‘Snow’ returns in springtime as serviceberry blossoms

Serviceberries are beautiful little understory trees that flourish along the hedgerows of our backcountry roads. For most of the year they are completely anonymous. Then, one spring morning, almost like magic they burst out of the shadows to cover themselves with delicate white flowers — it is like snow in springtime!
Serviceberries bloom before the forest leafs out. So it is an unforgettable sight on a misty spring morning to see this lacy white veil peeking out from under the still bare canopy of taller maple and ash.
Around Middlebury the show started last weekend. But, if you missed it, take drive into the mountains, to Jerusalem, Lincoln, Ripton or Goshen, where it happens about 10 days later.
With delicate white flowers in springtime, as well as a lovely red color in the fall, serviceberries make delightful native trees for our gardens. And since they tolerate shade and remain relatively small, they are the perfect choice for those difficult shady spots, such as on the north corner of the house. I also love to see them planted along a woodland edge as a gentle transition between the cultivated garden and the wild beyond.
Serviceberries belong to the genus Amelanchier (part of the large Rose family) and actually have several common names, all with interesting origins:
The name “Serviceberry” is because in New England they flower as burial services are held are held for people who died over the previous winter when the ground was too hard to dig their graves.
They are called Shad, or sometimes Shadbush, because they flower when the shad fish come up the rivers to spawn.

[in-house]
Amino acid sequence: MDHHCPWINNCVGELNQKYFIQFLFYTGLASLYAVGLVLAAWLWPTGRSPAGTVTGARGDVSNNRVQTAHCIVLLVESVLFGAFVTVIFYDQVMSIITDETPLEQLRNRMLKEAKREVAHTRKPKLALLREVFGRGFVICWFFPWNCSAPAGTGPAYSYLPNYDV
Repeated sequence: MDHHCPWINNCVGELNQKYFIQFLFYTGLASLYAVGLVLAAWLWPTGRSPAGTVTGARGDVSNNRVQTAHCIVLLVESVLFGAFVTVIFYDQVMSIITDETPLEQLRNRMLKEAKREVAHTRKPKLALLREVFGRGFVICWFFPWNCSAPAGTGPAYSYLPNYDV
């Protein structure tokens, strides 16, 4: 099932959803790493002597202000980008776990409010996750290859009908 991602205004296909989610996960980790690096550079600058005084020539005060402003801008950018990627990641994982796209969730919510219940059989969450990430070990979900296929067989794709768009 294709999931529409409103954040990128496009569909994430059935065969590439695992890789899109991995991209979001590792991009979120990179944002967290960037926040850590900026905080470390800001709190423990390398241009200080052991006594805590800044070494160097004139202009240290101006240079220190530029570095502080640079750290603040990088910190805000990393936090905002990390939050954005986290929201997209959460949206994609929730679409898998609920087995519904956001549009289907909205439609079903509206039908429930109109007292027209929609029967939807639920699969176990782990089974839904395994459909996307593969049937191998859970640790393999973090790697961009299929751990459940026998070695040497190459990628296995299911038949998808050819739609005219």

And finally they are known as Juneberries because their edible fruit ripens in June. Harvest the fruit for pies or for a fruit sauce over a nice yogurt. But hurry — you will be competing with the cedar waxwings, who adore these blueberry-sized fruits.
Use whichever name you like — they all refer to the genus Amelanchier!
Within the Amelanchier genus there are actually several species which can be somewhat difficult to tell apart and which hybridize easily. Two species, both native to New England, the Allegheny Serviceberry (Amelanchier laevis) and the Downy Serviceberry (Amelanchier arborea), are small slender trees growing between 15 and 35 feet high when mature.
The Shadblow serviceberry (Amelanchier canadensis) is shaped more like a large shrub and matures at just 12 feet high and wide. And finally the Western Serviceberry (Amelanchier alnifolia) is a 10-foot-high shrub that is grown commercially for its fruit.
In addition to these species, there are several hybridized varieties — or “cultivars” as they are called in the horticultural trade — for the gardener to choose between. Look especially for Amelanchier “Autumn Brilliance” for a nice fall color and Amelanchier x grandiflora with its larger flowers.
Every spring, as I await the flowering of our own native serviceberries, A.E. Houseman’s famous poem about the wild cherry trees of the English woodlands runs through my head:
Loveliest of trees, the cherry now
Is hung with bloom along the bough,
And stands about the woodland ride
Wearing white for Eastertide.
Now of my threescore years and ten,
Twenty will not come again,
And take from seventy springs a score,
It only leaves me fifty more.
And since to look at things in bloom
Fifty springs are little room,
About the woodlands I will go
To see the cherry hung with snow.
 — A.E. Houseman
But, unlike the young poet, I do not have 50 more springs to enjoy. So I will live in the present and make the most of each and every spring as it is given to me. And each spring I cherish the beauty of our New England serviceberry, when it too is “hung with snow.”
Judith Irven and Dick Conrad live in Goshen, where together they nurture a large garden. Judith is a landscape designer and a Vermont Certified Horticulturist. She is also a garden writer and teaches Sustainable Home Landscaping for the Vermont Master Gardener program. You can subscribe to her blog about her Vermont gardening life at www.northcountryreflections.com. Dick is a landscape and garden photographer; you can see many of his photographs at www.northcountryimpressions.

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